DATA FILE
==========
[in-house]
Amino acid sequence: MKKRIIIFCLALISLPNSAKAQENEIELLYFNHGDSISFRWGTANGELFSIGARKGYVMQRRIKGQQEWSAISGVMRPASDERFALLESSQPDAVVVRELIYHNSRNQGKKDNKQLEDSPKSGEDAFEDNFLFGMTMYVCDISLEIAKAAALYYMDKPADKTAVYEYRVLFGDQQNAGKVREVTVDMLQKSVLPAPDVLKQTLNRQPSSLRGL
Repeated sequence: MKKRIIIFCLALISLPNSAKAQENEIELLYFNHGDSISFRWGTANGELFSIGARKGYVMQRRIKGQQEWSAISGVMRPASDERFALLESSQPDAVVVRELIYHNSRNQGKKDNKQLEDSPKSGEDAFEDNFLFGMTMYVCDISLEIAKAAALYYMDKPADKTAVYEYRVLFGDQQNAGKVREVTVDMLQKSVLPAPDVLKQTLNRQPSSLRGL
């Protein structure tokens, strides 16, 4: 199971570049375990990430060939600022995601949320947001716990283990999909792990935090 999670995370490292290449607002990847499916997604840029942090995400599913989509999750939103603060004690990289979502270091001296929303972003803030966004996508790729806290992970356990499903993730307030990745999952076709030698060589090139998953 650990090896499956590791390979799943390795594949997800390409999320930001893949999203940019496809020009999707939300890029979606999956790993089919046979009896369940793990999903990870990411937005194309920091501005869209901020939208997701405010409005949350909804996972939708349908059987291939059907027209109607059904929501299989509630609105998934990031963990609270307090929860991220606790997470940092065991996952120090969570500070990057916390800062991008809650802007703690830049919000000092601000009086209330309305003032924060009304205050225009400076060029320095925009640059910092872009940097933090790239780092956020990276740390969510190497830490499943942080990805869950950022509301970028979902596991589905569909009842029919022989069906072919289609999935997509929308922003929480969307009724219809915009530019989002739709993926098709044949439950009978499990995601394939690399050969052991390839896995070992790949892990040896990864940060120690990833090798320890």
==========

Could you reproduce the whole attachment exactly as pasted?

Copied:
[in-house]
Amino acid sequence: MKKRIIIFCLALISLPNSAKAQENEIELLYFNHGDSISFRWGTANGELFSIGARKGYVMQRRIKGQQEWSAISGVMRPASDERFALLESSQPDAVVVRELIYHNSRNQGKKDNKQLEDSPKSGEDAFEDNFLFGMTMYVCDISLEIAKAAALYYMDKPADKTAVYEYRVLFGDQQNAGKVREVTVDMLQKSVLPAPDVLKQTLNRQPSSLRGL
Repeated sequence: MKKRIIIFCLALISLPNSAKAQENEIELLYFNHGDSISFRWGTANGELFSIGARKGYVMQRRIKGQQEWSAISGVMRPASDERFALLESSQPDAVVVRELIYHNSRNQGKKDNKQLEDSPKSGEDAFEDNFLFGMTMYVCDISLEIAKAAALYYMDKPADKTAVYEYRVLFGDQQNAGKVREVTVDMLQKSVLPAPDVLKQTLNRQPSSLRGL
């Protein structure tokens, strides 16, 4: 199971570049375990990430060939600022995601949320947001716990283990999909792990935090 999670995370490292290449607002990847499916997604840029942090995400599913989509999750939103603060004690990289979502270091001296929303972003803030966004996508790729806290992970356990499903993730307030990745999952076709030698060589090139998953 650990090896499956590791390979799943390795594949997800390409999320930001893949999203940019496809020009999707939300890029979606999956790993089919046979009896369940793990999903990870990411937005194309920091501005869209901020939208997701405010409005949350909804996972939708349908059987291939059907027209109607059904929501299989509630609105998934990031963990609270307090929860991220606790997470940092065991996952120090969570500070990057916390800062991008809650802007703690830049919000000092601000009086209330309305003032924060009304205050225009400076060029320095925009640059910092872009940097933090790239780092956020990276740390969510190497830490499943942080990805869950950022509301970028979902596991589905569909009842029919022989069906072919289609999935997509929308922003929480969307009724219809915009530019989002739709993926098709044949439950009978499990995601394939690399050969052991390839896995070992790949892990040896990864940060120690990833090798320890």